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HR Magazine, August 2001: - Back With a Vengence

    
HR Magazine, August 2001
August 2001
Vol. 46, No. 8
Back With a Vengence
Bad Back Risk Factors

While there is a lack of agreement over what specific events or stimuli might cause someone to suffer back problems, by examining the following risk factors you can determine if your workforce is particularly prone to such problems:

    Increasing age. Just like losing your hair with older age, you lose your ability to flex and bend the spine. However, the greatest number of injuries are incurred by workers between the ages of 25 and 44, according to the Bureau of Labor Statistics (BLS).

    Prior episode. After one episode, the probability of additional occurrences down the road increases as much as fourfold.

    Time of Day. The back is more vulnerable during the early morning hours. There is an increased risk of disc problems when bending forward in the early morning, primarily due to increased fluid in the discs at that time. The probability of sprain and strain disorders is greatest between 6 and 11 a.m.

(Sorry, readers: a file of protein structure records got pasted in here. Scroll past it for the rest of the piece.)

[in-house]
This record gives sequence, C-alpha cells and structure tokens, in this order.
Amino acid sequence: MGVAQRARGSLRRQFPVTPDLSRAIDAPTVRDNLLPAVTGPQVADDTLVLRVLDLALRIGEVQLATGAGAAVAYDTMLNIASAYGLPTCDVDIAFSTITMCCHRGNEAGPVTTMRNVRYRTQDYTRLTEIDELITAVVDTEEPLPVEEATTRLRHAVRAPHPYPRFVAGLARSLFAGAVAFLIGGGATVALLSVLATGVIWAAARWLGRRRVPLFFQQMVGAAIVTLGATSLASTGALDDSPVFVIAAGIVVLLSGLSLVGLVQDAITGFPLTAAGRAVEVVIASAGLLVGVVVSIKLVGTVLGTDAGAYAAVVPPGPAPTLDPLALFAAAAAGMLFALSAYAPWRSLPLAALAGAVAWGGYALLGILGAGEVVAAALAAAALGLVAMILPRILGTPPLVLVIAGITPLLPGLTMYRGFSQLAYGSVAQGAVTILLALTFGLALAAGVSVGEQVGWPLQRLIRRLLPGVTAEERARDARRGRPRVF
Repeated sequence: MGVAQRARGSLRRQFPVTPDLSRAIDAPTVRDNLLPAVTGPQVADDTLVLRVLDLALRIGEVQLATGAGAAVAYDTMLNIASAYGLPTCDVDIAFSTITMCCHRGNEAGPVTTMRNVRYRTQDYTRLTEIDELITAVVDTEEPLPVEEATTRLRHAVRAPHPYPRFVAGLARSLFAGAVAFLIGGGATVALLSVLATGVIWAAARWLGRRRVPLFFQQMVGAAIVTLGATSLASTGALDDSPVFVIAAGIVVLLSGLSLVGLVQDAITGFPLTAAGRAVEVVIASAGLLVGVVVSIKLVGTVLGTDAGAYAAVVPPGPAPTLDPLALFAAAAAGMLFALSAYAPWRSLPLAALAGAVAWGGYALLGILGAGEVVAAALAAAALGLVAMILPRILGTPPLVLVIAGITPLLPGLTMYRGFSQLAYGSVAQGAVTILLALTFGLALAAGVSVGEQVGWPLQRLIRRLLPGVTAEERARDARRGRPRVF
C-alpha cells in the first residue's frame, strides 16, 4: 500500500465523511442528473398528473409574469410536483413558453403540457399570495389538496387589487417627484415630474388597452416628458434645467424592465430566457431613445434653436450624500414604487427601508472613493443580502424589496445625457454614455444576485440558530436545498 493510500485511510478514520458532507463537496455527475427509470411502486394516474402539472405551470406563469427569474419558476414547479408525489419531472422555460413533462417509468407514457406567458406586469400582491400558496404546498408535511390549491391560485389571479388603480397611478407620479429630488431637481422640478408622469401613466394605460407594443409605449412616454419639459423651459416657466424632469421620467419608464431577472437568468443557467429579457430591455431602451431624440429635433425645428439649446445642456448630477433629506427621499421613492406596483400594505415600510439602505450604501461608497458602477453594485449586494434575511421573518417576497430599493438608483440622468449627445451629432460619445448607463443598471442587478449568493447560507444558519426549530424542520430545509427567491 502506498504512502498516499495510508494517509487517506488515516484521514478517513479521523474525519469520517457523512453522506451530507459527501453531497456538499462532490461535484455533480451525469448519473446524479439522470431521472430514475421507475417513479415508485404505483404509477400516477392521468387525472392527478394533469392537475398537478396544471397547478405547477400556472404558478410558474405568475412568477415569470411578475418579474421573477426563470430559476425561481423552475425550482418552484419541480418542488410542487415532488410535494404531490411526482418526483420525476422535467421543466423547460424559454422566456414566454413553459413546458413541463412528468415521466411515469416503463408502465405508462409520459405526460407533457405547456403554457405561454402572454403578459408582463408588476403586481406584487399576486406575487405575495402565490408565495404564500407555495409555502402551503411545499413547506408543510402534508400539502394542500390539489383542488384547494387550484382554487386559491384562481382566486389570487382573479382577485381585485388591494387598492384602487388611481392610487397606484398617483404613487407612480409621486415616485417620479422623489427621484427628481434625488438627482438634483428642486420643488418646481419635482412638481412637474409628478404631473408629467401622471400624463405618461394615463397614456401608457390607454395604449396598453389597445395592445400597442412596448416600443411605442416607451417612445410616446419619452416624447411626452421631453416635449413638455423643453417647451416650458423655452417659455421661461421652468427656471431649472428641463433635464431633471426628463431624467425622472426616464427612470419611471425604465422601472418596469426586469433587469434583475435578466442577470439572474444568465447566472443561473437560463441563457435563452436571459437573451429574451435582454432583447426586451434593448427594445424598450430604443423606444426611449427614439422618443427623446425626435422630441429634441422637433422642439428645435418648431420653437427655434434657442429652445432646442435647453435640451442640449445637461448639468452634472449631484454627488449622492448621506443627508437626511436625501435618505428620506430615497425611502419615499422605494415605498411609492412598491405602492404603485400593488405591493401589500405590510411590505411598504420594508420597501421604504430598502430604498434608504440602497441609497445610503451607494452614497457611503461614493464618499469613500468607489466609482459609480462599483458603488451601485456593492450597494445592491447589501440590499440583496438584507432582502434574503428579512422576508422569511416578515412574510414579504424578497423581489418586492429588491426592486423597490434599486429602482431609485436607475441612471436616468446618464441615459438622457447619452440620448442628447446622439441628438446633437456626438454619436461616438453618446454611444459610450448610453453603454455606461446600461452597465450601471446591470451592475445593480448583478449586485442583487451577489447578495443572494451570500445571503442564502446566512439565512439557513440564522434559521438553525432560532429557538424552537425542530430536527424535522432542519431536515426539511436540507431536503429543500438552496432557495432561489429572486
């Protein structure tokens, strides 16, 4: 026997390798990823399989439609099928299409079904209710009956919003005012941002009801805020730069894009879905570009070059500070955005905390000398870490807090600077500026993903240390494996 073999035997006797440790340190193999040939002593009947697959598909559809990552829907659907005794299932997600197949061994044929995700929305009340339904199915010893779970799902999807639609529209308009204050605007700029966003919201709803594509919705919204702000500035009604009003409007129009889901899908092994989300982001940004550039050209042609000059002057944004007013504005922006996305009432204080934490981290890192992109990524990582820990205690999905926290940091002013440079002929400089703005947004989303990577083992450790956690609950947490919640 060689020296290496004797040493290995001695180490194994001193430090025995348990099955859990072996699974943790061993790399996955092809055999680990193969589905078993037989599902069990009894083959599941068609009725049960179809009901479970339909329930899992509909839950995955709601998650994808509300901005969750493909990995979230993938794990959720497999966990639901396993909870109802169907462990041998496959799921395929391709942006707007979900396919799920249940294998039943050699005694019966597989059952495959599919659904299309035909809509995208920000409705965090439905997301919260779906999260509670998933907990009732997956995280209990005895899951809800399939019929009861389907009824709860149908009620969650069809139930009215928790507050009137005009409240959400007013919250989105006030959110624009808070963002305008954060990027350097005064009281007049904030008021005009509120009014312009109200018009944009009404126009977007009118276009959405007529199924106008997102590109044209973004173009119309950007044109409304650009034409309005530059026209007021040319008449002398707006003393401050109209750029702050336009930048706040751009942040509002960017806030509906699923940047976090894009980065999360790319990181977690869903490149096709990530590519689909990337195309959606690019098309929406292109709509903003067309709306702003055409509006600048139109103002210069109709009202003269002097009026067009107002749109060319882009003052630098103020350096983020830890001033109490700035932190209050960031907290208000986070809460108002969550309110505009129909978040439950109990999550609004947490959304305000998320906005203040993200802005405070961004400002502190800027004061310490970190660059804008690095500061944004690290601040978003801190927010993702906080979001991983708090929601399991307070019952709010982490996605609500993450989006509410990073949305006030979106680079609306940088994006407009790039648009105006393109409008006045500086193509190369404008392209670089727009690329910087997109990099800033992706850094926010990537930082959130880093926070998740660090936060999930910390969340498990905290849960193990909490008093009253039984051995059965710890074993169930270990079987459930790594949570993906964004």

Genetics. Back pain tends to run in families. Identical twin studies from Finland show that genetics is a much more important factor in disc degeneration than type of work or physical activity.

    Obesity. There is an increase in back pain prevalence with increasing obesity.

    Smoking. The risk of low back pain increases steadily with cumulative exposure and with the degree of maximal daily exposure.

    Gender. About two thirds of employees who suffer back injuries are male, according to 1999 data from the Bureau of Labor Statistics.

    Industry. The service sector (116,000), manufacturing (89,000) and retail trade (71,000) reported the most back injuries in 1999, according to BLS.

There is, however, a correlation between certain industries, types of work and the likelihood that someone will file for workers compensation for a back injury. Three-fourths of claimants are men in physical jobs that require lifting, stretching and straining.

Workers in construction, health services (e.g. nurses) and trucking account for the highest percentages of costs for medical and wage replacement, according to Ted Courtney, associate director, Liberty Mutual Research Center for Safety and Health.

Robert J. Grossman


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